Funding research locally

Proton therapy

Jason ParsonsDr Jason Parsons

Department of Molecular and Clinical Cancer Medicine, Institute of Translational Medicine, University of Liverpool

 

The radiobiology of proton therapy

Radiotherapy is still the most effective cancer treatment, and recently there has been a growth in the use of proton beam therapy.

This is because proton therapy delivers higher doses of radiation to the cancer, whilst sparing normal tissue from the adverse effects of the radiation.

Importantly, the Clatterbridge Cancer Centre in Liverpool contains currently the only proton unit in the UK, used for treating patients with cancers of the eye. However, our knowledge of how protons specifically act to kill cancer cells is not entirely understood.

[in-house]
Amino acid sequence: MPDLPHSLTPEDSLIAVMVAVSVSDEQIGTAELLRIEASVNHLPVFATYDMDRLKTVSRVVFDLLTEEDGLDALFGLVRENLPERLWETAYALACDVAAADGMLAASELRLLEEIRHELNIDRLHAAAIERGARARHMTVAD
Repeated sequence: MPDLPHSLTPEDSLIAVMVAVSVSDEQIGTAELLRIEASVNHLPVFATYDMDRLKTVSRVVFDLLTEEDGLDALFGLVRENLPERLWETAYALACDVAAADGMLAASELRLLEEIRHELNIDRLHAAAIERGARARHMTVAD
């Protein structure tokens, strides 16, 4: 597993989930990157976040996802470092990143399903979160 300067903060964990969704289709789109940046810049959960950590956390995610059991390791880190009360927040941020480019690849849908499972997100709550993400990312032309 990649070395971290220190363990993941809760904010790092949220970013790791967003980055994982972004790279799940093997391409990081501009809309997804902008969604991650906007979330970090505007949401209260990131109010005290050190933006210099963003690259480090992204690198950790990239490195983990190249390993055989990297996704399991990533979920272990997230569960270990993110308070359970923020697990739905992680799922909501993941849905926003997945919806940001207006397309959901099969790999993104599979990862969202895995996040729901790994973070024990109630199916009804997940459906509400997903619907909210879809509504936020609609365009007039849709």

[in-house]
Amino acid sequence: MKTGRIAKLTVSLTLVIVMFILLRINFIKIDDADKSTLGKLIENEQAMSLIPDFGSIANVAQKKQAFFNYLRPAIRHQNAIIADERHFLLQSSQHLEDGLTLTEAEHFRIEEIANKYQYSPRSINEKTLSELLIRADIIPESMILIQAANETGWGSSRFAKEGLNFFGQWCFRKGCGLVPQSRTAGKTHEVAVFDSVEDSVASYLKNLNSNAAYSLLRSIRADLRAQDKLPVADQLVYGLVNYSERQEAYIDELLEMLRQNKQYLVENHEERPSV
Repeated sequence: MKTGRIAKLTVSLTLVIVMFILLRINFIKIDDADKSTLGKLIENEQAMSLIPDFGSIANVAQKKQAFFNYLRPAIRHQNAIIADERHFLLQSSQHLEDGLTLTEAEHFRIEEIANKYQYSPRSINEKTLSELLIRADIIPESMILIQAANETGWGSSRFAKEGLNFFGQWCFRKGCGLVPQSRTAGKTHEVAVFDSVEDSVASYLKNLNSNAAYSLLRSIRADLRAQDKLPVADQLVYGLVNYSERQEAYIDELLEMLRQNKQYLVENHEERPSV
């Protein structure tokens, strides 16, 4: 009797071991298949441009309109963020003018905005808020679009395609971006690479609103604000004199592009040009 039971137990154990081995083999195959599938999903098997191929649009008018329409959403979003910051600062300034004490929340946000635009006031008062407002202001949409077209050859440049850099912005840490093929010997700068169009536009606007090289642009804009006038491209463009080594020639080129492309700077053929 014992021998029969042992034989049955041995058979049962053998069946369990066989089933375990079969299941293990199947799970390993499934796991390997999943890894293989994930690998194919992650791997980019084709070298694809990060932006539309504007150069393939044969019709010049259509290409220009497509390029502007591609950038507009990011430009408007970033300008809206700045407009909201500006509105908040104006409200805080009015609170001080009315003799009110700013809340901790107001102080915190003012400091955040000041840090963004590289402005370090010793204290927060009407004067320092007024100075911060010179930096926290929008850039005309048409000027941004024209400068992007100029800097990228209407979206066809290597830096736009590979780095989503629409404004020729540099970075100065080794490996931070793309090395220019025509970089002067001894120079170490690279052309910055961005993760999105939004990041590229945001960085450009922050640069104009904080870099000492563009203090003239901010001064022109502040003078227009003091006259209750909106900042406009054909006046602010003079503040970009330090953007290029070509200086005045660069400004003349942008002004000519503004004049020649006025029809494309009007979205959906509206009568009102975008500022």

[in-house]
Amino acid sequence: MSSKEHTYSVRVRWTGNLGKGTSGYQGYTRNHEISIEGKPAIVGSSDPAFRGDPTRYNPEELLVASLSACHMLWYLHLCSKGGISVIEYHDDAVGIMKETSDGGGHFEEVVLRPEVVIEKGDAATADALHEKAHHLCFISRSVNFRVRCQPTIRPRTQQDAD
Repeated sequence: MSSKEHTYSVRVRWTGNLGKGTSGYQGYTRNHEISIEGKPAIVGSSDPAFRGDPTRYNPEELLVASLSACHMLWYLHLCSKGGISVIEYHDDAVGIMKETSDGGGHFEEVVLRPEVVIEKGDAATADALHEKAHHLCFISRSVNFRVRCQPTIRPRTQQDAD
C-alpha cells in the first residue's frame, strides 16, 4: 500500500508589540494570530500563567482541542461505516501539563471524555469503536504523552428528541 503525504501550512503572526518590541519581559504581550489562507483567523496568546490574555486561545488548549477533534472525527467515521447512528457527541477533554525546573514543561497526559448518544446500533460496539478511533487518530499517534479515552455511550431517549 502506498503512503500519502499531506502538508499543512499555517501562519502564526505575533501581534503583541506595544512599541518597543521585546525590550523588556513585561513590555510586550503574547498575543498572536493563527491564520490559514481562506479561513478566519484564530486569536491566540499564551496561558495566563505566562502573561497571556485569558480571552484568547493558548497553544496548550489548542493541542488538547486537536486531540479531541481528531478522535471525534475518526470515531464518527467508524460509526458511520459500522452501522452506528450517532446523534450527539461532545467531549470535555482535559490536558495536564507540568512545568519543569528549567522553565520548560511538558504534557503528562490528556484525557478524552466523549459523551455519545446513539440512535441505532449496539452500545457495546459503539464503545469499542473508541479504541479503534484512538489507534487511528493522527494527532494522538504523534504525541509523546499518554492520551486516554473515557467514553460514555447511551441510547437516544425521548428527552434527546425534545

It is generally thought that the DNA in cancer cells is the principal target for radiotherapy, including protons, and that the accumulation of specific types of DNA damage cause cancer cells to die. This research project will therefore investigate the DNA damage induced by protons, but also to understand how cancer cells repair this DNA damage which limits the effectiveness of proton therapy.

This work will ultimately lead to improved proton therapy procedures for more effective treatment of cancer.

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